Bayh, who grew up on a farm in rural Indiana raising hogs, chickens and cattle, favors another barometer: Before the law was passed, less than 10 percent of the students in veterinary medicine schools were women. Today it's nearly 80 percent.
Judith Sweet, who pushed for better compliance with the law when she served as president of the National Collegiate Athletic Association (NCAA) in the 1990s, worries there's a downside to that progress. Sweet cites a recent email from a female student-athlete who said her teammates didn't know the law even existed.
"That's so common when we ask the question to young women: 'How many of you know about Title IX?'" Sweet said. "So many of them don't."
It doesn't bother Bayh quite as much to know there's a generation of athletes who take Title IX, and his role in its passage, for granted. "Maybe that's the way it should be," Bayh said. "Equal rights should be a given."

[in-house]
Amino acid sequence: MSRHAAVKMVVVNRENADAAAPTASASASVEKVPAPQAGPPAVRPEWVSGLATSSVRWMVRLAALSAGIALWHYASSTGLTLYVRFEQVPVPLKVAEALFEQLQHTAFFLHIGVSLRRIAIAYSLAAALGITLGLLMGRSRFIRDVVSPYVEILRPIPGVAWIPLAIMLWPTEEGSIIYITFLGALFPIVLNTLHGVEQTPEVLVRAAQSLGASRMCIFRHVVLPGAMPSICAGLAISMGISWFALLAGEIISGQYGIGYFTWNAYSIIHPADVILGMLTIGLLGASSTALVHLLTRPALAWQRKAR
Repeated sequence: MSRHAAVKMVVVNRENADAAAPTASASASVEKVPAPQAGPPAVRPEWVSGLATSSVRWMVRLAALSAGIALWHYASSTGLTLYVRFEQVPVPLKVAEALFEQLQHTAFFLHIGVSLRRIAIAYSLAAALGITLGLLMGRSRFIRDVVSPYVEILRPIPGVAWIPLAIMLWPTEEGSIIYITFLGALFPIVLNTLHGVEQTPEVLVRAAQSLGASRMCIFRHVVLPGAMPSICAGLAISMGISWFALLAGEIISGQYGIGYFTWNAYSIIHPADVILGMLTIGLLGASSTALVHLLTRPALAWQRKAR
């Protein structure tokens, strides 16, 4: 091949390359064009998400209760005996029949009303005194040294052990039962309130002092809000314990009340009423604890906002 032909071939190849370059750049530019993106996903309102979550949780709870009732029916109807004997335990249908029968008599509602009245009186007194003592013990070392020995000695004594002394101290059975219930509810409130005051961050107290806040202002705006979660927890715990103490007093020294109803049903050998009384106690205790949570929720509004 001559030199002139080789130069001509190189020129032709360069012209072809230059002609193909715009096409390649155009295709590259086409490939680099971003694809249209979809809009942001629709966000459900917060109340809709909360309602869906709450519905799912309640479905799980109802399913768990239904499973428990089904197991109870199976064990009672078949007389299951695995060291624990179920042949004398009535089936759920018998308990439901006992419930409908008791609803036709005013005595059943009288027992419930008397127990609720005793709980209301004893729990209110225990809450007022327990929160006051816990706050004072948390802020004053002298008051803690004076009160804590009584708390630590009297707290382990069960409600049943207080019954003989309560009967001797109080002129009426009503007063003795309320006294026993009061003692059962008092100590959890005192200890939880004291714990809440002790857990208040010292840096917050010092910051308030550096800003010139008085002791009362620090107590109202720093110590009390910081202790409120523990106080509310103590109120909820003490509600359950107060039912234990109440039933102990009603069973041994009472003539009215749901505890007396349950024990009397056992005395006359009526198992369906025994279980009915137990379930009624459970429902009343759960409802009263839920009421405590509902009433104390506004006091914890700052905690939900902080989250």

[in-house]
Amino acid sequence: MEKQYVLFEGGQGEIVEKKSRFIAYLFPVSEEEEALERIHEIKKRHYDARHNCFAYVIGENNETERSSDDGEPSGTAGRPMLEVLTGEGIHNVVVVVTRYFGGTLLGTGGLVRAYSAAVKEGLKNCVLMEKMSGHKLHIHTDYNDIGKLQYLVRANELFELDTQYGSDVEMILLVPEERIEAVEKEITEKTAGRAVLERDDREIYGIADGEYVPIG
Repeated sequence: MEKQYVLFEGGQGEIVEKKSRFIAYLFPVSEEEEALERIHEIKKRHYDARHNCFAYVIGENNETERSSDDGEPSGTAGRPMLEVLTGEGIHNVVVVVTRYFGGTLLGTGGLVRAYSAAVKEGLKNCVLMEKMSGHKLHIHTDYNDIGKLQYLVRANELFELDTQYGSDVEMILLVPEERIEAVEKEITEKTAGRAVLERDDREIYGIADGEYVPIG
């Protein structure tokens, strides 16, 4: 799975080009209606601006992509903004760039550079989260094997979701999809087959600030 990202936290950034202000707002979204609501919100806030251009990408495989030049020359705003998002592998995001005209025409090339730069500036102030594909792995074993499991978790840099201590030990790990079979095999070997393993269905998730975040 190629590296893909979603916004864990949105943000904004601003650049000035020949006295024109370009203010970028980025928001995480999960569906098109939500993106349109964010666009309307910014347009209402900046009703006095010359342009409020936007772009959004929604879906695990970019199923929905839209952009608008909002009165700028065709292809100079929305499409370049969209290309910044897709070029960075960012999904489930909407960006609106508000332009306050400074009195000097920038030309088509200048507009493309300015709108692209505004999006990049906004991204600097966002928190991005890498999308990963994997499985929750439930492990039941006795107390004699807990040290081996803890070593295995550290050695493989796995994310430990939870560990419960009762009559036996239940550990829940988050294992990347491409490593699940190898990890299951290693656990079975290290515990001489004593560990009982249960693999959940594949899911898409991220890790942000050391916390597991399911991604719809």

Knock-down, drag-out fight
"It was a long, hard path," is how Bayh describes the struggle for congressional approval.
Passage of Title IX was relatively easy. Equal access to education seemed less radical, Bayh said, than a companion cause he was championing at the time: a constitutional change to force gender equity through the Equal Rights Amendment.
Still, it took three years to get the regulations to enforce Title IX into final print, and signed into law by President Gerald Ford in 1975. And, in the meantime, the NCAA unleashed a massive lobbying effort to squash it. The organization's executive director, Walter Byers, warned his member schools of "impending doom around the corner" for popular male college sports if the law was enforced.